This data could help put an end to America’s deadly mass shootings

Jillian Peterson and James Densley have really crunched the numbers.

The academics have scrutinised data from 180 mass shootings within the United States and looked for pattens.

They found that in 80 per cent of cases, the gunman – it is almost invariably a young man – had suffered and displayed the signs of some sort of personal crisis prior to the incident, and that almost all intended to lose their lives. Many had already contemplated suicide.

One of the myths they debunked was that the shooters would be termed mentally ill by most definitions: psychosis, described as when people lost touch with reality, was a factor in less than 30 per cent of shootings.

One of the most striking findings of The Violence Project – and perhaps somewhat obvious with hindsight – is that the shooters were not outsiders, or “monsters”, before they carried out their shootings; rather they were part of the community they devastated – sons, nephews, classmates and friends.

“It’s instinct to cast aside mass shooters as monsters – their destruction is horrific and beyond comprehension,” Peterson and Densley write in The Violence Project: How to Stop A Mass Shooting Epidemic.

“And still we are losing. The monsters aren’t going away. In fact, there are more and more of them. And they are killing more and more people with each passing year.”

They add: “The monsters are not ‘them’, they are ‘us’ – boys and men we know. Our children. Our students. Our colleagues. Our community. They’re walking in and out of the same secure doors we are, past the same armed guards every day, like the rest of us.”

Critically, the two academics, who work from the Twin Cities of St Paul and Minneapolis, have not simply created a database. They argue that by analysing the commonalties among shooters, they can provide “off ramp” tools for teachers and parents, and school safety officers, to identify signs of crisis before they turn deadly, and intervene.

Some of their input into these techniques is coming from the US Secret Service, that has spent years following the attempted assassination of Ronald Reagan in 1987, to try and improve its entire approach to threat assessment.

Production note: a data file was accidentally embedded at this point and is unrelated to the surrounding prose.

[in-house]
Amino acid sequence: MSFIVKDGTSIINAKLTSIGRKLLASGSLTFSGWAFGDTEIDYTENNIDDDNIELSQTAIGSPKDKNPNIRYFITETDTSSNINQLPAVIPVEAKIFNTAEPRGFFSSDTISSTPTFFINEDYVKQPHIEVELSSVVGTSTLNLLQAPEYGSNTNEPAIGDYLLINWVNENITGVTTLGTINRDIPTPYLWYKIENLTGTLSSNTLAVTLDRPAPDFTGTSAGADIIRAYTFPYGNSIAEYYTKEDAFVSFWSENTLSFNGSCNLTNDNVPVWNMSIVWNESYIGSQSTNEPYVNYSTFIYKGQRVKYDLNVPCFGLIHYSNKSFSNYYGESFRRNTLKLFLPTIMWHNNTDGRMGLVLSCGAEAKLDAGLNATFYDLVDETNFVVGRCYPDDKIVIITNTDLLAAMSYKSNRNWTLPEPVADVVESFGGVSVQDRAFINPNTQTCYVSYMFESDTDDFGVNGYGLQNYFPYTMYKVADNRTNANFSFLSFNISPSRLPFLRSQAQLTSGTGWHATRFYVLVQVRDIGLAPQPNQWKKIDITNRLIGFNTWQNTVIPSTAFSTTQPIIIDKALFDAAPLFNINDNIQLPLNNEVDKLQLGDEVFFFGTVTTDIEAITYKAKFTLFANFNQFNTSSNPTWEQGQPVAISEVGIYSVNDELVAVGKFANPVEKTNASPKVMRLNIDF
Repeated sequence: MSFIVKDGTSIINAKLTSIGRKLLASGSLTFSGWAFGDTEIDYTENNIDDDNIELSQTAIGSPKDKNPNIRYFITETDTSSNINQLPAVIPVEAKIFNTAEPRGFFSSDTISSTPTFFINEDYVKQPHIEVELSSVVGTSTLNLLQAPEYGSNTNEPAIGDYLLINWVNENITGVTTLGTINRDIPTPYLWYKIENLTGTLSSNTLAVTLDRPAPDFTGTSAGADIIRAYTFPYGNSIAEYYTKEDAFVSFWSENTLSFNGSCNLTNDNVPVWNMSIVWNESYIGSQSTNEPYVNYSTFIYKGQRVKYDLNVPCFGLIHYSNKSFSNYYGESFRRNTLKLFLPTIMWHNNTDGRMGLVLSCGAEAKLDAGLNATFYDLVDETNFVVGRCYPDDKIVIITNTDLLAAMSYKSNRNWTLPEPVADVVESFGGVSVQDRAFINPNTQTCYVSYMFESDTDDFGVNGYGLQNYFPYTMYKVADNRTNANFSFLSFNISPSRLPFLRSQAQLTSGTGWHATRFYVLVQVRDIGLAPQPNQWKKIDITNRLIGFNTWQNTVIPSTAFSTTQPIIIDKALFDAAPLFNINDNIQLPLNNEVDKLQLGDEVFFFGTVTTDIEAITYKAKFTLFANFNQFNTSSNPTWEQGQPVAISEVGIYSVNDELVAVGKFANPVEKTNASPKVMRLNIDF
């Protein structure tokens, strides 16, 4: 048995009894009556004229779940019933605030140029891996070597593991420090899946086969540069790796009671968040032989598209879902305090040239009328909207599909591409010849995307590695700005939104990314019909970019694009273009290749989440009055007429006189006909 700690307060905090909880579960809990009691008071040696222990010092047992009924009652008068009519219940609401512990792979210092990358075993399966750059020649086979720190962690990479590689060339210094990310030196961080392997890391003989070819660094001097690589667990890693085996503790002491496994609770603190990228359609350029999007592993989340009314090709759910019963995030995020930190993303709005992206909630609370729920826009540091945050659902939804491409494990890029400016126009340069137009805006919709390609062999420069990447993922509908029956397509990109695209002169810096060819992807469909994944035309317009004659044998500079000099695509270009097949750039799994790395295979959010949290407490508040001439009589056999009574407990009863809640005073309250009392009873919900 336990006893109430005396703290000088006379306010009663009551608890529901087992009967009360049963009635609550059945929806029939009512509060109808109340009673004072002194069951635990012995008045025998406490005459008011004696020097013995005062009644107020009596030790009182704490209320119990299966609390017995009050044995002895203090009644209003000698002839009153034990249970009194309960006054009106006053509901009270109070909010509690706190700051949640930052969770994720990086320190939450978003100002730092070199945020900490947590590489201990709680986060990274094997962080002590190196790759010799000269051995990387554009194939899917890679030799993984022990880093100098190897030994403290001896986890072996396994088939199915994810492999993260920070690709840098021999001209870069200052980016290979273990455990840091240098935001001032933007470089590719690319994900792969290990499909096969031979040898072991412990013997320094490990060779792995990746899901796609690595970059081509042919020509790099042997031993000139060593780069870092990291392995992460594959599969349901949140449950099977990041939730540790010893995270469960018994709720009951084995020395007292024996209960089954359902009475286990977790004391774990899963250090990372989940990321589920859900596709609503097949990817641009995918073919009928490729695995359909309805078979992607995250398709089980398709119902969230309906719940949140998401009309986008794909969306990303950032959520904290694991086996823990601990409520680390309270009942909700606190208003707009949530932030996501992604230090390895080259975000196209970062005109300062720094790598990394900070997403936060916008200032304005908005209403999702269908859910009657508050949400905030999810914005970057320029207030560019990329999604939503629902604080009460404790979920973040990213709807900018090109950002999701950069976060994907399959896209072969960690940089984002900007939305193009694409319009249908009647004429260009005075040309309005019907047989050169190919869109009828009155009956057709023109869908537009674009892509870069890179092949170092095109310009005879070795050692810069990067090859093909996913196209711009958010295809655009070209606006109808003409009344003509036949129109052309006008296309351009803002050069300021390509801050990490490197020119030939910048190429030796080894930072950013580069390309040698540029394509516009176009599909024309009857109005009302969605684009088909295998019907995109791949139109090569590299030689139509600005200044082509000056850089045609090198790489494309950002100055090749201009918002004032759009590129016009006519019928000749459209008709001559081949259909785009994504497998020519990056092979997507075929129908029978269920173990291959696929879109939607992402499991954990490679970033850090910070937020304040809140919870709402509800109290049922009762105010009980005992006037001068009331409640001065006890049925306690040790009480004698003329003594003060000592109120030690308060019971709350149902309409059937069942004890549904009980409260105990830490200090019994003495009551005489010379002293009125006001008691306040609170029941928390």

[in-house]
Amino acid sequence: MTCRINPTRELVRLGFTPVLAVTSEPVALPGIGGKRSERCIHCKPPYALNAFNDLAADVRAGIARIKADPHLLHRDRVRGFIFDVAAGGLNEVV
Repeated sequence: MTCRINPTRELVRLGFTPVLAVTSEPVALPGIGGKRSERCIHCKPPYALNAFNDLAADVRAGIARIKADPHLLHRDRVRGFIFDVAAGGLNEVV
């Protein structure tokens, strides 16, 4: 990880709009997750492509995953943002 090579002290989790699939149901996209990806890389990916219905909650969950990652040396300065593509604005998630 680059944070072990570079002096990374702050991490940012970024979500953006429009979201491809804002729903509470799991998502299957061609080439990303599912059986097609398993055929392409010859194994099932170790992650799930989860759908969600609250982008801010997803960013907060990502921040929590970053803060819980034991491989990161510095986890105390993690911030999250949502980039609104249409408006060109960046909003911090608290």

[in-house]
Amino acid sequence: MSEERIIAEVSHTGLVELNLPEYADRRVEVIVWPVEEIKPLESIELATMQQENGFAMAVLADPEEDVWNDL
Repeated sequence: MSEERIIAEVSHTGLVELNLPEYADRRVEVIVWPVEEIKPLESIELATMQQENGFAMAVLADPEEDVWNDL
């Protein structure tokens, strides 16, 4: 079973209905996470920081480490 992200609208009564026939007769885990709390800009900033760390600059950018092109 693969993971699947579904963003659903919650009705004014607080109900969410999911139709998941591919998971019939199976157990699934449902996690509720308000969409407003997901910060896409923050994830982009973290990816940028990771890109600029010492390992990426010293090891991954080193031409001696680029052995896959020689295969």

The National Threat Assessment Center (NTAC), headed by Dr Lina Alathari, was established in 1998 and is made of social science researchers and regional managers “who support and empower our partners in law enforcement, schools, government, and other public and private sector organisations to combat the ever-evolving threat of targeted violence impacting communities across the United States”.

Less than a year after they published their book, the founders of The Violence Project are in conversation with several school districts in the Twin Cities to attempt some of their “off ramp” ideas.

The work of the two researchers comes at a critical time for the United States as it continues to struggle to address gun violence, either through firearm regulations or some sort of intervention.

As many as 45,000 people lost their lives to gun violence in 2020, the last year for which data is available, either as a result of murder or suicide.

A mass shooting, allegedly carried out by an 18-year-old with white supremacist ideology, left 10 Black people dead in Buffalo, New York, in May. Less than two weeks later, 19 elementary school students and two teachers were shot dead in Uvlade, Texas, by a local high school student.

James Densley said pair decided to speak out about findings rather than ‘bury’ it in academic journals

In Texas, the 18-year-old gunman, who was killed by police, had previously made online threats to girls, vowing to rape or kill them, but they had been ignored or laughed off because “kids joke around like that”.

In Buffalo, alleged gunman Payton Gendron, 18, who survived, said he wanted to “commit a murder-suicide”, when asked about his plans once he graduated.

Police were called, and the student said he was joking. He had a psychiatric evaluation in a hospital but was released within a couple of days, and when he graduated two weeks later, he fell off the radar of his teachers.

He has been charged with 10 counts of hate crime resulting in death.

Jillian Peterson spent several years working in New York City researching life histories of men facing death penalty

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